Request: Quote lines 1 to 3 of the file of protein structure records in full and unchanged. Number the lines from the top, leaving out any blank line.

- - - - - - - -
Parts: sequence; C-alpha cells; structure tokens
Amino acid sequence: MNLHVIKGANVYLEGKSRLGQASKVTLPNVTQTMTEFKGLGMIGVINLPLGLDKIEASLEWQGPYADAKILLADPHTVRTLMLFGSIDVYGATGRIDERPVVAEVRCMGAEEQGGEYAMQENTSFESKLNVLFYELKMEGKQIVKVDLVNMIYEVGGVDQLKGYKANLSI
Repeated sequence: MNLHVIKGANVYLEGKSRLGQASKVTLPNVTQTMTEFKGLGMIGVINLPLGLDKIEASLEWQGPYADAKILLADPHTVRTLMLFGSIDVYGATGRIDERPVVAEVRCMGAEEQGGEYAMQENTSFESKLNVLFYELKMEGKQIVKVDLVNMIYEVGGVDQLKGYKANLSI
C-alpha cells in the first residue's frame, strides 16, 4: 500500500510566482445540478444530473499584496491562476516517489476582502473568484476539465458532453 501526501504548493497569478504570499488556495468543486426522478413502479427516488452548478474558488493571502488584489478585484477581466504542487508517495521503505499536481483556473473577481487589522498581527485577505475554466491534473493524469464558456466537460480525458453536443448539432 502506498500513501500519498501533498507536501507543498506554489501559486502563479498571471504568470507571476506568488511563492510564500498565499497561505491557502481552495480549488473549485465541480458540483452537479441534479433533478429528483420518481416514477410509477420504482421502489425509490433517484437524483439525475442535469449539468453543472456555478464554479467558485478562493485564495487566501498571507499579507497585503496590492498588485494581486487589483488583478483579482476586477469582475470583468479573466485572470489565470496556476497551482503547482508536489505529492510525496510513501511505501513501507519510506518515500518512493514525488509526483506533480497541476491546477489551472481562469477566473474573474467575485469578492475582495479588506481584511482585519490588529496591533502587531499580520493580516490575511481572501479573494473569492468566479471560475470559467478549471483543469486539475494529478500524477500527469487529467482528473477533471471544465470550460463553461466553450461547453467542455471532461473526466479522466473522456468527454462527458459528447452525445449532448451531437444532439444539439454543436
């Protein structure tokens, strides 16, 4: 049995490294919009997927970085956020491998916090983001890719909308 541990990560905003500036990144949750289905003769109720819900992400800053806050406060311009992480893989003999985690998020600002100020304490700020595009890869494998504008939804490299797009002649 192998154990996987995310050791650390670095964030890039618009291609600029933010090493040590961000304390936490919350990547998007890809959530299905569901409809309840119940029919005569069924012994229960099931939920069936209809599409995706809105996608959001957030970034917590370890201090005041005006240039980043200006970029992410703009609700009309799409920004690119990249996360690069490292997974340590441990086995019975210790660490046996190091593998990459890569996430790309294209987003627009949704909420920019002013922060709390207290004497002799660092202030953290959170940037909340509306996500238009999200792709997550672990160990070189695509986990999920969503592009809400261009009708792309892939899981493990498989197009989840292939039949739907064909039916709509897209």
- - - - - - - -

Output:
Parts: sequence; C-alpha cells; structure tokens
Amino acid sequence: MNLHVIKGANVYLEGKSRLGQASKVTLPNVTQTMTEFKGLGMIGVINLPLGLDKIEASLEWQGPYADAKILLADPHTVRTLMLFGSIDVYGATGRIDERPVVAEVRCMGAEEQGGEYAMQENTSFESKLNVLFYELKMEGKQIVKVDLVNMIYEVGGVDQLKGYKANLSI
Repeated sequence: MNLHVIKGANVYLEGKSRLGQASKVTLPNVTQTMTEFKGLGMIGVINLPLGLDKIEASLEWQGPYADAKILLADPHTVRTLMLFGSIDVYGATGRIDERPVVAEVRCMGAEEQGGEYAMQENTSFESKLNVLFYELKMEGKQIVKVDLVNMIYEVGGVDQLKGYKANLSI